There is no shortage of challenges facing thermal engineers in today’s military and aerospace applications, from the inherent problems caused by harsh environments to the challenges created by advances in electronics and other technologies. And military specifications are continually upping the ante when it comes to performance, footprint and weight.

Figure 1. The encapsulated APG material has three times the conductivity of copper with a mass density less than that of aluminum. The APG insert provides a high k path while the encapsulating shell sets the CTE and structural properties. Thermal vias may be used to increase the conductance into the APG.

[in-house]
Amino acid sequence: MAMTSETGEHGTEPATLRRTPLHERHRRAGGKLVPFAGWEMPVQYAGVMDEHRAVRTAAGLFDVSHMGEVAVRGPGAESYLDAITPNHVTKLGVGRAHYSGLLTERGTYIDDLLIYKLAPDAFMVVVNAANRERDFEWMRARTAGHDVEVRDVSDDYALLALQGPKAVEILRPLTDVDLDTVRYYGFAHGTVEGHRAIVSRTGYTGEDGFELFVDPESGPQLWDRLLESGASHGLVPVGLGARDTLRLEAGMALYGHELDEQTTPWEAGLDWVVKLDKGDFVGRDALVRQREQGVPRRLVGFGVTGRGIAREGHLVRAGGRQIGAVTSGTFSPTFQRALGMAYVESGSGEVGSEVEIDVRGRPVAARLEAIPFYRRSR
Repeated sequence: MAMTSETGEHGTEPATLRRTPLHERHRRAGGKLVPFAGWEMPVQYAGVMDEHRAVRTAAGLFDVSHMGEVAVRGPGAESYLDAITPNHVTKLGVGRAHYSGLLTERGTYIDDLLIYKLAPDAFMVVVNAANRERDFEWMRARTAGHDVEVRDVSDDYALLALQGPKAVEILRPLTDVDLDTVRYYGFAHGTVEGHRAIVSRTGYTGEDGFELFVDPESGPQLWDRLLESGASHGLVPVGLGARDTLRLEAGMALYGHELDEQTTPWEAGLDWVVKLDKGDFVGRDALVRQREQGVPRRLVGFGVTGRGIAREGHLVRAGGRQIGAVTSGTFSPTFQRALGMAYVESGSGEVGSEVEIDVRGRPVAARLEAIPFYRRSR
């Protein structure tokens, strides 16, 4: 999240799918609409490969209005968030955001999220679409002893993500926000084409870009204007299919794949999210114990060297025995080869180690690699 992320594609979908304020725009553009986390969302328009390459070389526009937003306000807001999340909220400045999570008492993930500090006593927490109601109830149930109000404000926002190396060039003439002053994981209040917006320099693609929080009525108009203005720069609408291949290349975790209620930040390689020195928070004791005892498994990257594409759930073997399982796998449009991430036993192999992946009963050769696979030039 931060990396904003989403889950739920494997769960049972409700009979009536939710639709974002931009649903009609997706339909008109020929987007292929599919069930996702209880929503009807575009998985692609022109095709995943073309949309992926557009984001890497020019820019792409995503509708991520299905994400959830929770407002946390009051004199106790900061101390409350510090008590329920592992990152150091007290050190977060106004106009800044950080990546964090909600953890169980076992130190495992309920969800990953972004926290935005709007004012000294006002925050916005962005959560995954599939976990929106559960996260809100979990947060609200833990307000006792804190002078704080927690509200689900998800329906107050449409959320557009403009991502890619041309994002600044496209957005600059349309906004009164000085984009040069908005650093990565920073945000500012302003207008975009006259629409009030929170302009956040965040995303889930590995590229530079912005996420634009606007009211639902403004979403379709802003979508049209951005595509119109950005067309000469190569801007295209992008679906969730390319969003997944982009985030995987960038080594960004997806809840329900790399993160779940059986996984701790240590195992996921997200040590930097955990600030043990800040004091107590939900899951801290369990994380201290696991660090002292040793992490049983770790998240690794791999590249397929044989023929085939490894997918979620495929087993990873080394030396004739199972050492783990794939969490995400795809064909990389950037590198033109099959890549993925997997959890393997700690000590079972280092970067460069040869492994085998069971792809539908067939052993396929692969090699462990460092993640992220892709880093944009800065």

Thermal devices for today’s military system must be small and compact, due to stringent weight and space/volume constraints, as in fighter aircraft, where every ounce and each cubic inch can impact performance. Thermal solutions must also be able to reject heat efficiently, even where packaging volumes are limited and cannot be expanded, as in satellite applications. Maintenance needs must be kept to a minimum because repairs may be difficult in the field or at sea (e.g., submarine electronics cooling systems), or even impossible in certain aerospace applications such as satellites. Military systems must operate under conditions far more demanding than most civilian applications, from radar transmit-receive modules functioning in oppressive desert or tropical heat, to satellite and aerospace systems that deal with both electronicsgenerated heat and intense ambient cold. Yet mission-critical reliability is a must in all cases, whether conditions allow traditional maintenance or not. Finally, thermal engineers are being asked to help electronics designers meet the strict size, weight and power (SWaP) requirements set forth in today’s military specifications.